In 2004, veteran AT&T communications technician Mark Klein ran into problems with the Internet circuit he was responsible for maintaining. He believed the problem was emanating from a secret room in the company's San Francisco operations center. So Klein asked for help from the only co-worker cleared to work in the room.
Klein's colleague led him down to the sixth floor to an orange door labeled 641A -- a room within another room -- where he punched a code into a special lock and opened the doors. Klein peered over rows of servers and high-tech equipment; he later went public with his suspicions that the room was operated by the super-secret National Security Agency (NSA) and that AT&T was diverting the whole flow of Internet traffic in several of its operations centers to the NSA.
If the allegations against AT&T are true it wouldn't be the first time: Telecom companies have surreptitiously handed clients' communications over to government agencies since World War II. But those relationships are now being tested in a lawsuit against AT&T challenging the legality of the alleged activities within the secret room Klein saw.
After World War I, NSA's predecessor, a civilian code-breaking agency known as the Black Chamber, working on behalf of the government, would pick up telegrams every day from the telegraph companies in violation of secrecy protections of the 1912 Radio Communications Act. Eventually exposed and shut down, the relationships regenerated after World War II, this time with the NSA, which was formed secretly by an executive order by President Truman in 1952.
As the NSA quietly grew into the world's biggest intelligence agency, the telecoms similarly expanded in strength and breadth with new technologies and increased communications coverage. One NSA operation, code-named "Shamrock," would become known as the largest intercept affair in U.S. history. "For almost 30 years, copies of most international telegrams originating or forwarded through the United States were turned over to the National Security Agency," announced Sen. Frank Church (D-Idaho), who spearheaded the investigations that exposed Shamrock. The program, he said, "certainly appears to violate section 605 of the Communications Act of 1934 as well as the Fourth Amendment of the Constitution."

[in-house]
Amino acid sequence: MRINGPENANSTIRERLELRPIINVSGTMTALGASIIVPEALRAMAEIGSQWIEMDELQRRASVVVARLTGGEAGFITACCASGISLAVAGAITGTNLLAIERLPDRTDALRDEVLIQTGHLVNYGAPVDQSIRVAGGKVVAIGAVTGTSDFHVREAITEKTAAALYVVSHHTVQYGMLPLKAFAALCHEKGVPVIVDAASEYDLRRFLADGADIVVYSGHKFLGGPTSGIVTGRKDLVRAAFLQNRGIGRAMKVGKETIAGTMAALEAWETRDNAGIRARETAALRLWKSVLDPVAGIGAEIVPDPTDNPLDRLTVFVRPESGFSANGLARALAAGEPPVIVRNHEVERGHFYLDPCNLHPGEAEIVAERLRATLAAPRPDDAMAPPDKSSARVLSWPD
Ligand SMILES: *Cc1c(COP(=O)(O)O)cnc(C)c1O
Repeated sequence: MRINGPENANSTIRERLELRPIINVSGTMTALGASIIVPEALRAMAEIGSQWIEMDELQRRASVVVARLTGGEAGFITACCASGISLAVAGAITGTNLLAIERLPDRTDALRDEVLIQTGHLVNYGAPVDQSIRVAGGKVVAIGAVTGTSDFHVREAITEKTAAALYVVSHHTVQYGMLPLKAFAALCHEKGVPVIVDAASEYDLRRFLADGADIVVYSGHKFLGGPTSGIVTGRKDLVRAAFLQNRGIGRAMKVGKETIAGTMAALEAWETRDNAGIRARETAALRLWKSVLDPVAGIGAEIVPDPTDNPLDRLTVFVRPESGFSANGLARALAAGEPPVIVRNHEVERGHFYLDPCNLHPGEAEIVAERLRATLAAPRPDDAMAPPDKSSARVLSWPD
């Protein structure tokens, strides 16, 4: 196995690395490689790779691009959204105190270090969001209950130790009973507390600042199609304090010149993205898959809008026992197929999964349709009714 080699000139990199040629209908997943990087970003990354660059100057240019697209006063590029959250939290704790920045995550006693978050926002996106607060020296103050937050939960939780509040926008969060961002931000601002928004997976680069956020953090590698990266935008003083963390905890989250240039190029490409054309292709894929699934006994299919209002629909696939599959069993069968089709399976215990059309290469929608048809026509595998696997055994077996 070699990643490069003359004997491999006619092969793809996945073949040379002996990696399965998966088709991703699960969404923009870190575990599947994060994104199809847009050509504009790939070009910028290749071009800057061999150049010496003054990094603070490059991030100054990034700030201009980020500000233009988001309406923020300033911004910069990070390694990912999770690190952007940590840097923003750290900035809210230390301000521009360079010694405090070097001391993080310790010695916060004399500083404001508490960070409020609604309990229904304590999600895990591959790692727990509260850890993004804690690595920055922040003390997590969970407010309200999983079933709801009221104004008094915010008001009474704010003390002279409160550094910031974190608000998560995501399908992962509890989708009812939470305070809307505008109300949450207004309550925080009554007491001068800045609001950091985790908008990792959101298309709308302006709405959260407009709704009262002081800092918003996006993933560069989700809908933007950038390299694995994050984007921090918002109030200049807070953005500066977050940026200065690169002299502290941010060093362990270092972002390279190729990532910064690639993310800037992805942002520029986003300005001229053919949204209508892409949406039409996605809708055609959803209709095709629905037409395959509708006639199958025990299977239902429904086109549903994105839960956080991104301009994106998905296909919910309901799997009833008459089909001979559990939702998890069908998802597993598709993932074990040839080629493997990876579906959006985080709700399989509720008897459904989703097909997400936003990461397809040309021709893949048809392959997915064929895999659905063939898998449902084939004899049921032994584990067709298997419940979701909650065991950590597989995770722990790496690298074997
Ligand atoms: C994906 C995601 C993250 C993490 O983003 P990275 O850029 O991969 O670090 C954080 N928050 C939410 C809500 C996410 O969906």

L. Britt Snider was the then-30-year-old Congressional investigator who uncovered Shamrock. In September 1975, after what he described as a series of fruitless and "sometimes comical" efforts to penetrate the goliath NSA, he won a breakthrough interview with Louis Tordella, who had just retired as NSA's deputy director. Tordella unveiled the essence of Operation Shamrock: NSA had a secret room in New York City, obtained with the help of the CIA, where each day it would copy international telegrams sent through the three major communication providers: ITT World Communications, Western Union International, and RCA Global.
"We thought initially it was only New York," Snider explained, "But it turns out to be San Francisco, San Antonio, Washington, New York -- all ... their offices that sent international telegrams."
When FRONTLINE asked how the NSA got the companies to hand over telegrams during Shamrock, Snider replied, "They asked." The companies agreed to hand over communications without warrants.
The revelation of Shamrock and other abuses by the Church Committee investigations led Congress to enact the Foreign Intelligence Surveillance Act (FISA) in 1978. FISA set up a special secret court and set of procedures to oversee intelligence agencies' domestic surveillance.
"What Congress said is, 'Phone company, don't hand this stuff over to the government unless you have a warrant or other proper authority,'" explains Cindy Cohn, an attorney at the Electronic Frontier Foundation, which in January 2006 filed suit against AT&T for allegedly illegally handing over its clients' communications to the NSA.